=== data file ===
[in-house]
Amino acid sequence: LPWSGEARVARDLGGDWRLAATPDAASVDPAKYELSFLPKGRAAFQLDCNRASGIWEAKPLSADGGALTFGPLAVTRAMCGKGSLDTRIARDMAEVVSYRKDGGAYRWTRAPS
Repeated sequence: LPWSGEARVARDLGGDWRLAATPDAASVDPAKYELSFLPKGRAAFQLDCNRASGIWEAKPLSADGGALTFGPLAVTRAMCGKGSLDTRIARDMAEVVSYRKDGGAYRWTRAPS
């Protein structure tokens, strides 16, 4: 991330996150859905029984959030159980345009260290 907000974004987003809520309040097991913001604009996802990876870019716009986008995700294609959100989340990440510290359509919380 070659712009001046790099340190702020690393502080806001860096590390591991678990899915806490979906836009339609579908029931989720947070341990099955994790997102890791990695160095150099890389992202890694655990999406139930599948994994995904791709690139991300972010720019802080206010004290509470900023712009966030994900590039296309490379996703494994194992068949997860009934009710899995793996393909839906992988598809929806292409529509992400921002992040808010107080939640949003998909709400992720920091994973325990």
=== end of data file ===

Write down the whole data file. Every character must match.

[in-house]
Amino acid sequence: LPWSGEARVARDLGGDWRLAATPDAASVDPAKYELSFLPKGRAAFQLDCNRASGIWEAKPLSADGGALTFGPLAVTRAMCGKGSLDTRIARDMAEVVSYRKDGGAYRWTRAPS
Repeated sequence: LPWSGEARVARDLGGDWRLAATPDAASVDPAKYELSFLPKGRAAFQLDCNRASGIWEAKPLSADGGALTFGPLAVTRAMCGKGSLDTRIARDMAEVVSYRKDGGAYRWTRAPS
């Protein structure tokens, strides 16, 4: 991330996150859905029984959030159980345009260290 907000974004987003809520309040097991913001604009996802990876870019716009986008995700294609959100989340990440510290359509919380 070659712009001046790099340190702020690393502080806001860096590390591991678990899915806490979906836009339609579908029931989720947070341990099955994790997102890791990695160095150099890389992202890694655990999406139930599948994994995904791709690139991300972010720019802080206010004290509470900023712009966030994900590039296309490379996703494994194992068949997860009934009710899995793996393909839906992988598809929806292409529509992400921002992040808010107080939640949003998909709400992720920091994973325990």